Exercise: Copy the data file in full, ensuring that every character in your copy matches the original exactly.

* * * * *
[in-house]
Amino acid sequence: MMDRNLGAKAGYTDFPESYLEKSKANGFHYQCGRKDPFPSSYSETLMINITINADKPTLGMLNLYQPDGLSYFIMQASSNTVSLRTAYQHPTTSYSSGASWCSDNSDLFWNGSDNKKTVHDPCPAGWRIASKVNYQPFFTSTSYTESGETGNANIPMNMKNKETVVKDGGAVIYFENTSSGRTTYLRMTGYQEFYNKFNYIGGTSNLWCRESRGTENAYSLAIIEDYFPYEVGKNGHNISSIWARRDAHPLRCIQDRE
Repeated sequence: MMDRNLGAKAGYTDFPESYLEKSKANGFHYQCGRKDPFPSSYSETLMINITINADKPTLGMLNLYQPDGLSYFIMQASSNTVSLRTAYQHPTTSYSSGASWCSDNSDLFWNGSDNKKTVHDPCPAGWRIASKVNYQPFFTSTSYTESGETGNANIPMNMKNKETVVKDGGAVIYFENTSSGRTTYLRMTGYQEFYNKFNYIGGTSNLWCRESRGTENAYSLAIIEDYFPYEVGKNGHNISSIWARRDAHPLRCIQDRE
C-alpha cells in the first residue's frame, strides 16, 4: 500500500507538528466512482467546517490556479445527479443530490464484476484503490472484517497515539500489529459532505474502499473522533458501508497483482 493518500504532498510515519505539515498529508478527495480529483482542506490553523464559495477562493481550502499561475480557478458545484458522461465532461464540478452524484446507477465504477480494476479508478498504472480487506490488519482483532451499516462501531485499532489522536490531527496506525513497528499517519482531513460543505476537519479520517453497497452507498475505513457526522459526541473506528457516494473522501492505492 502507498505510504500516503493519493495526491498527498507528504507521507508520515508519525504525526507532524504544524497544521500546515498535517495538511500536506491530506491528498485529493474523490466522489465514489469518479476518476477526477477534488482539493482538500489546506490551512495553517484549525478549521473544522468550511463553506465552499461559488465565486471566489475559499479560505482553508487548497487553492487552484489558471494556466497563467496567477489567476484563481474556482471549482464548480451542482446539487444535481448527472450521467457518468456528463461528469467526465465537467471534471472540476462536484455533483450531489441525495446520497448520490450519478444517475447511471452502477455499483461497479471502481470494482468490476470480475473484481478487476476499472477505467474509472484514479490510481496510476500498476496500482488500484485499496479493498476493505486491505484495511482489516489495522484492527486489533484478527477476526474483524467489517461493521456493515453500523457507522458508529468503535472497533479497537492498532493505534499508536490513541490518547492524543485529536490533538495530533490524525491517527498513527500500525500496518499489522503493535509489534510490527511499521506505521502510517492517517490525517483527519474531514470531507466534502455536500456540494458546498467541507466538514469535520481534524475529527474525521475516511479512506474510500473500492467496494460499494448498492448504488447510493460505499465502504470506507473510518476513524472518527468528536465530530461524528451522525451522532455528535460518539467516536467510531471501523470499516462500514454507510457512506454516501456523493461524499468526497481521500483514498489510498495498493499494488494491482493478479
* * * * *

[in-house]
Amino acid sequence: MMDRNLGAKAGYTDFPESYLEKSKANGFHYQCGRKDPFPSSYSETLMINITINADKPTLGMLNLYQPDGLSYFIMQASSNTVSLRTAYQHPTTSYSSGASWCSDNSDLFWNGSDNKKTVHDPCPAGWRIASKVNYQPFFTSTSYTESGETGNANIPMNMKNKETVVKDGGAVIYFENTSSGRTTYLRMTGYQEFYNKFNYIGGTSNLWCRESRGTENAYSLAIIEDYFPYEVGKNGHNISSIWARRDAHPLRCIQDRE
Repeated sequence: MMDRNLGAKAGYTDFPESYLEKSKANGFHYQCGRKDPFPSSYSETLMINITINADKPTLGMLNLYQPDGLSYFIMQASSNTVSLRTAYQHPTTSYSSGASWCSDNSDLFWNGSDNKKTVHDPCPAGWRIASKVNYQPFFTSTSYTESGETGNANIPMNMKNKETVVKDGGAVIYFENTSSGRTTYLRMTGYQEFYNKFNYIGGTSNLWCRESRGTENAYSLAIIEDYFPYEVGKNGHNISSIWARRDAHPLRCIQDRE
C-alpha cells in the first residue's frame, strides 16, 4: 500500500507538528466512482467546517490556479445527479443530490464484476484503490472484517497515539500489529459532505474502499473522533458501508497483482 493518500504532498510515519505539515498529508478527495480529483482542506490553523464559495477562493481550502499561475480557478458545484458522461465532461464540478452524484446507477465504477480494476479508478498504472480487506490488519482483532451499516462501531485499532489522536490531527496506525513497528499517519482531513460543505476537519479520517453497497452507498475505513457526522459526541473506528457516494473522501492505492 502507498505510504500516503493519493495526491498527498507528504507521507508520515508519525504525526507532524504544524497544521500546515498535517495538511500536506491530506491528498485529493474523490466522489465514489469518479476518476477526477477534488482539493482538500489546506490551512495553517484549525478549521473544522468550511463553506465552499461559488465565486471566489475559499479560505482553508487548497487553492487552484489558471494556466497563467496567477489567476484563481474556482471549482464548480451542482446539487444535481448527472450521467457518468456528463461528469467526465465537467471534471472540476462536484455533483450531489441525495446520497448520490450519478444517475447511471452502477455499483461497479471502481470494482468490476470480475473484481478487476476499472477505467474509472484514479490510481496510476500498476496500482488500484485499496479493498476493505486491505484495511482489516489495522484492527486489533484478527477476526474483524467489517461493521456493515453500523457507522458508529468503535472497533479497537492498532493505534499508536490513541490518547492524543485529536490533538495530533490524525491517527498513527500500525500496518499489522503493535509489534510490527511499521506505521502510517492517517490525517483527519474531514470531507466534502455536500456540494458546498467541507466538514469535520481534524475529527474525521475516511479512506474510500473500492467496494460499494448498492448504488447510493460505499465502504470506507473510518476513524472518527468528536465530530461524528451522525451522532455528535460518539467516536467510531471501523470499516462500514454507510457512506454516501456523493461524499468526497481521500483514498489510498495498493499494488494491482493478479